Porn is so pervasive today that it is almost unavoidable. In fact, porn has become so common that what once would have been considered pornographic by a large percentage of people is today not considered pornographic by anyone. Graphic sex scenes in R-rated movies and in popular television series such as Game of Thrones, for example, are pornographic by definition, yet many professing Christians have no qualms viewing them. I recall a pastor in Belgium who told me such scenes “were not pornographic, but rather, ‘erotic.'” So, for him, they were OK to watch.

And even what is considered porn today has been segmented into the standards of “hardcore” and “softcore,” the latter being acceptable in many minds, while the former is questionable or a matter of personal preference.

So what makes something pornographic?

Porn or pornography is dictionary-defined as “printed or visual material containing the explicit description or display of sexual organs or activity, intended to stimulate erotic rather than aesthetic or emotional feelings.”

So, not only might photos and videos be pornographic, but also printed words on a page. Again, note that porn could be an explicit description of sexual activity that is “intended to stimulate erotic feelings.” Romance novels often include pornography, as the scenes described are written by the authors, and consumed by readers, to “stimulate erotic feelings.” Authors describe with words what resembles a scene from a porn film. It’s porn.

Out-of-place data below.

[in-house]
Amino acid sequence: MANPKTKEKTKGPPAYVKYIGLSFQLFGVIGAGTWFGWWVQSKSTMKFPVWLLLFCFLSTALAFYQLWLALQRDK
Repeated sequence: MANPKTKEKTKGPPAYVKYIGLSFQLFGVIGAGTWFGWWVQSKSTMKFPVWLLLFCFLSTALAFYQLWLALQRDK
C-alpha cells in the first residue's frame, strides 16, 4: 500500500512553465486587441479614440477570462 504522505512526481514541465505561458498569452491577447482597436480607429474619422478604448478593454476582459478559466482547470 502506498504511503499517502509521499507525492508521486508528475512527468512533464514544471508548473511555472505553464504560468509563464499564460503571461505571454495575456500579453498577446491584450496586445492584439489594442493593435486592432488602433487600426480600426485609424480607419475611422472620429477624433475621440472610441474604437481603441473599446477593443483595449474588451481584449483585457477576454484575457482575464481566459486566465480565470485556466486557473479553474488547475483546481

When people claim that, on the same basis, the Bible contains pornography, they ignore several key components of porn’s definition. First, porn is an explicit description, that is, one that is “stated clearly and in detail.” Mentioning that someone committed adultery, such as David and Bathsheba, is not the same as an explicit description of the passionate and sensuous moves of an adulterous couple. Second, porn is “intended to stimulate erotic rather than aesthetic or emotional feelings.” The Bible’s story of David and Bathsheba’s adultery is certainly not intended to stimulate readers’ erotic feelings, but rather to inform them about the character of God, sin, and its consequences.

And although certain passages in the Bible’s famous Song of Solomon (that we will later look at in detail) might “stimulate erotic feelings” within some imaginative reader’s minds, the language and story is not “explicit,” like what you would find in a romance novel, but intentionally vague and poetic:

How beautiful and how delightful you are,